According to a global report from the WHO1:
The global prevalence (age-standardized) of diabetes has nearly doubled since 1980, rising from 4.7% to 8.5% in the adult population.
This reflects an increase in associated risk factors such as being overweight or obese.
Over the past decade, diabetes prevalence has risen faster in low- and middle-income countries than in high-income countries.
Diabetes caused 1.5 million deaths in 2012.
Higher-than-optimal blood glucose caused an additional 2.2 million deaths, by increasing the risks of cardiovascular and other diseases.
Forty-three percent of these 3.7 million deaths occur before the age of 70 years.
The percentage of deaths attributable to high blood glucose or diabetes that occurs prior to age 70 is higher in low- and middle-income countries than in high-income countries.
Whereas the causes of type 1 diabetes are not completely understood, the factors of type 2 diabetes are very known:
- overweight and obesity
- bad food habits
- lack of exercise
Type 2 diabetes is well known, but rarely diagnosed. It also affects kids and young people more and more. This can be avoided and even healed. In order to understand how, I’ve decided to dig into the mechanisms of diabetes.
Let’s quickly review insulin. This hormone, released by the pancreas, enables the absorption of blood glucose into the muscles and organs like the brain. Without insulin, the glucose stays in the blood and cannot be used.
Type 1 diabetes is characterized by the lack of cells that are responsible for insulin production (in the pancreas). Without insulin, hyperglycemia takes place: too much sugar (glucose) in the blood.
Symptoms of type 1 diabetes are:
- Frequent urge to pee, because the body absolutely needs to get rid of that excess of glucose that it cannot use.
- Intense thirst, for the same reason.
- Excessive appetite, because the muscles and the organs can’t receive the energy from glucose without insulin. Since they ignore the problem, the ask the body to eat more in order to get energy.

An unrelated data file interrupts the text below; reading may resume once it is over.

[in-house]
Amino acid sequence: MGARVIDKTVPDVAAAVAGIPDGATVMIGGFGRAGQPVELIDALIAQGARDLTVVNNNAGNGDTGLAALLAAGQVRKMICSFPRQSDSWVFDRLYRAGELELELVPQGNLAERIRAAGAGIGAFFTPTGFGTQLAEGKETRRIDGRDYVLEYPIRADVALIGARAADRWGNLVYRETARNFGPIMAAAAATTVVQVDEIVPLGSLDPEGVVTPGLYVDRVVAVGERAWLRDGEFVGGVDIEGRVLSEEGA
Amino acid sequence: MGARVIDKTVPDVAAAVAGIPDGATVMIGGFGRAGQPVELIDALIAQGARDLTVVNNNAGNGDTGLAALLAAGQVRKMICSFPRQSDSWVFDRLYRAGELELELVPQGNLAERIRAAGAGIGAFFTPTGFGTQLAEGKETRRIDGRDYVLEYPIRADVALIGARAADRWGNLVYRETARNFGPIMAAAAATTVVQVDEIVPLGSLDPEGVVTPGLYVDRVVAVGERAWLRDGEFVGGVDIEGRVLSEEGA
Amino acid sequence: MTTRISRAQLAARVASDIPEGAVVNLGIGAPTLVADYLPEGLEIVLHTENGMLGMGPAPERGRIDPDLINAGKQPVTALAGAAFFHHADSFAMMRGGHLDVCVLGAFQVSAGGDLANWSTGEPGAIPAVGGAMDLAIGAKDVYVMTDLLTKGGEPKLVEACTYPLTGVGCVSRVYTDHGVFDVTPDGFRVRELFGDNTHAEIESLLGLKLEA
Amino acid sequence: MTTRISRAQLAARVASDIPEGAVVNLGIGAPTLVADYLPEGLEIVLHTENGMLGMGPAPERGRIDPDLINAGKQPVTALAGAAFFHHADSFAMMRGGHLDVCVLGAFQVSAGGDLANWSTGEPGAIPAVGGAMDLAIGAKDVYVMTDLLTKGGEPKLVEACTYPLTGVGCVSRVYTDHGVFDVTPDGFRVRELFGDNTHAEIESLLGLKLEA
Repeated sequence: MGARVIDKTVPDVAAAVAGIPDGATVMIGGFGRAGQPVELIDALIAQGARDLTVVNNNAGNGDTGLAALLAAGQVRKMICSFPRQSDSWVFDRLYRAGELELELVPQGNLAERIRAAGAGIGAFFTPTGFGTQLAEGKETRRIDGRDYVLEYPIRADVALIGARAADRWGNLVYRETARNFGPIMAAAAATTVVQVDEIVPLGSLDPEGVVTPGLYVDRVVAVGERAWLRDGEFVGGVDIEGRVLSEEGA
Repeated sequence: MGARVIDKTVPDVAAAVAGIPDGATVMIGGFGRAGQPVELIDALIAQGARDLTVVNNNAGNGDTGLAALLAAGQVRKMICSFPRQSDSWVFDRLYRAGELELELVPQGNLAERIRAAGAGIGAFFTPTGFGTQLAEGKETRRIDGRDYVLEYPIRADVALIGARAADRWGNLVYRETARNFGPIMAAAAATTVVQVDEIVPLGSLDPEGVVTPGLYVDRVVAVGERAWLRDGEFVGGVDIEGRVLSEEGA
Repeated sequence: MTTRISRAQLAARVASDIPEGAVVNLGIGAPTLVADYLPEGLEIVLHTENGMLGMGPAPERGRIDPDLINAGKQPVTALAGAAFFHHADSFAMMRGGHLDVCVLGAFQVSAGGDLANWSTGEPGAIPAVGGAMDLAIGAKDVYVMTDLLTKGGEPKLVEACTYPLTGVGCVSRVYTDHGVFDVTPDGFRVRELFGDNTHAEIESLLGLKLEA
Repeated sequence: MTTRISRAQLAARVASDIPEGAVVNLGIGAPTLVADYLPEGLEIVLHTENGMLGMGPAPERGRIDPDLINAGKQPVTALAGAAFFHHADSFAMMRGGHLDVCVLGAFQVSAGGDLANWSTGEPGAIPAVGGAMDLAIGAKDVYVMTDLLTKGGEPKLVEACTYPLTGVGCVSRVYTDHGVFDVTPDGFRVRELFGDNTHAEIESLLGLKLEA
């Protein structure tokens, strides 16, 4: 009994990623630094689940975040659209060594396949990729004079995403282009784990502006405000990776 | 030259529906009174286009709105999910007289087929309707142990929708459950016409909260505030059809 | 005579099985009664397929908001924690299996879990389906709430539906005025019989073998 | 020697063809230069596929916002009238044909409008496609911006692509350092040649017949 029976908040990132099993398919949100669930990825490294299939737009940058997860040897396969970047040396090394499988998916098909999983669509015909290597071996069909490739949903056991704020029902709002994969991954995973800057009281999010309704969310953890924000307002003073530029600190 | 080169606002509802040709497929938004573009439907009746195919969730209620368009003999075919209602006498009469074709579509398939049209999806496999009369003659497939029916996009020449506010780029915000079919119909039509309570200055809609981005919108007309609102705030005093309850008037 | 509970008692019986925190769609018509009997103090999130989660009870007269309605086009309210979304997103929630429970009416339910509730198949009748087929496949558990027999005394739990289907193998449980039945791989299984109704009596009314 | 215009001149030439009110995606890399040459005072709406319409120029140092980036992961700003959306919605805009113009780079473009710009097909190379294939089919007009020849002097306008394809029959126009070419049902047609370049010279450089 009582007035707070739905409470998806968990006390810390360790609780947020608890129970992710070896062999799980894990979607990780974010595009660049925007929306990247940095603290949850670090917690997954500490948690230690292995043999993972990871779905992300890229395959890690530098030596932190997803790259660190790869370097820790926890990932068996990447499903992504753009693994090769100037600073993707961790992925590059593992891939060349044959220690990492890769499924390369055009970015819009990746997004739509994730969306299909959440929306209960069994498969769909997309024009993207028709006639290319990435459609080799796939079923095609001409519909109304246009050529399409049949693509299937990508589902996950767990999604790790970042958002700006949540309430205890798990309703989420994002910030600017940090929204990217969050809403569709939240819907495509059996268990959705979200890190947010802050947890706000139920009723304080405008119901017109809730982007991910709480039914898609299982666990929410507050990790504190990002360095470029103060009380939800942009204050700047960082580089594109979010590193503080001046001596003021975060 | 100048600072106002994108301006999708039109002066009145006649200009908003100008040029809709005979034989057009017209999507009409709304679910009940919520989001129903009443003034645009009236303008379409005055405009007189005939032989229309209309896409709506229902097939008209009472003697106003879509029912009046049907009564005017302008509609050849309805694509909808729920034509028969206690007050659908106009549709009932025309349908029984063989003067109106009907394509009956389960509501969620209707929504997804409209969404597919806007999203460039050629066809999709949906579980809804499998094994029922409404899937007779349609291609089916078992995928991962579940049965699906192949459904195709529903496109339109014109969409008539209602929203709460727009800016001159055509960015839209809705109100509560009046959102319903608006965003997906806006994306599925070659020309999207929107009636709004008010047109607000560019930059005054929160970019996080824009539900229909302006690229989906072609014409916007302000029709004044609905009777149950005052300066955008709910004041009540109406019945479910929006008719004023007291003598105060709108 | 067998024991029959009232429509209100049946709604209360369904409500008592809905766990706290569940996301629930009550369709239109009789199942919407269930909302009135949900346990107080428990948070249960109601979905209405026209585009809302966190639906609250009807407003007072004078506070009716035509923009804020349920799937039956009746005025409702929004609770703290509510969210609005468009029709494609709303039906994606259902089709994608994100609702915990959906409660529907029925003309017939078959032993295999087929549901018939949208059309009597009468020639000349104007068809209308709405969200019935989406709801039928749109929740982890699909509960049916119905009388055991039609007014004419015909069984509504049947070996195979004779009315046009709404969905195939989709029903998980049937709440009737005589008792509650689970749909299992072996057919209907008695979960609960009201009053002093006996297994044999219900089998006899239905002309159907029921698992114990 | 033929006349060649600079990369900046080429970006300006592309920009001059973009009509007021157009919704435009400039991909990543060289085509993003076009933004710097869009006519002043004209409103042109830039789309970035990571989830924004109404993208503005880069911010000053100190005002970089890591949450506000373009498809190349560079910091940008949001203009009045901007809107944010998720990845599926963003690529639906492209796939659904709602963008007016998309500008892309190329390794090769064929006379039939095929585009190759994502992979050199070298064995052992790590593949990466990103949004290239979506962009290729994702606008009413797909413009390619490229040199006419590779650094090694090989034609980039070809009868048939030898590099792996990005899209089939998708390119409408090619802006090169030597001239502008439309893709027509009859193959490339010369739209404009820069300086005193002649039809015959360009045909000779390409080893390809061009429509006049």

Why are the cells responsible for insulin production missing? For 90% of the cases, these cells are destroyed by the immune system (auto-immune disease). For the 10% left, we don’t really know.
Type 2 diabetes is triggered by bad food habits, too high in glucides (sugars and carbs). We then know that in that case, blood is loaded with glucose, and therefore insulin. If that overload keeps on for months, that mechanism can get impaired: The insulin receptors (the doors) are over used and end up jammed, not activating anymore when insulin comes and fix upon it. Therefore the door stays closed for the glucose.
Because of that hyperglycemia, pancreas keeps on releasing more insulin in order to lower the sugar level. Insulin has hence a high level as well.
At the same time, since the receptors resist insulin, the glucose can harldy access the muscles. The body asks for more energy, while glucose is already up high in the blood. Since you then feel hungry too often and since you’re too weak to resist, you maintain that vicious insulin resistance circle. Once again, the body has to get rid of that dangerous excess of glucose by urine, which drain the kidneys.
If that insulin resistance mechanism is being kept up for years, a glucose intolerance will take place. After that, type 2 diabetes takes place.
Origin of type 1 diabetes is still unclear. For type 2 diabetes, we do know the risk factors, and still, it keeps raising up quickly… even for kids! Our inactivity and our bad food habits are the big culprits.
The good news is that, whatever your age, you can prevent and even reverse this mechanism You logically need to change towards a low carbs diet and toward exercising. While on a low carbs diet, your calories will come from fat. So do not hesitate to use good fat sources like nuts, olive oil, avocado… Intermittent fasting is also recommended.
The list of the consequences to insulin resistance is long, do not underestimate it.
Did you ever managed to drastically reduce your sugar consumption? Leave a message below in the comments.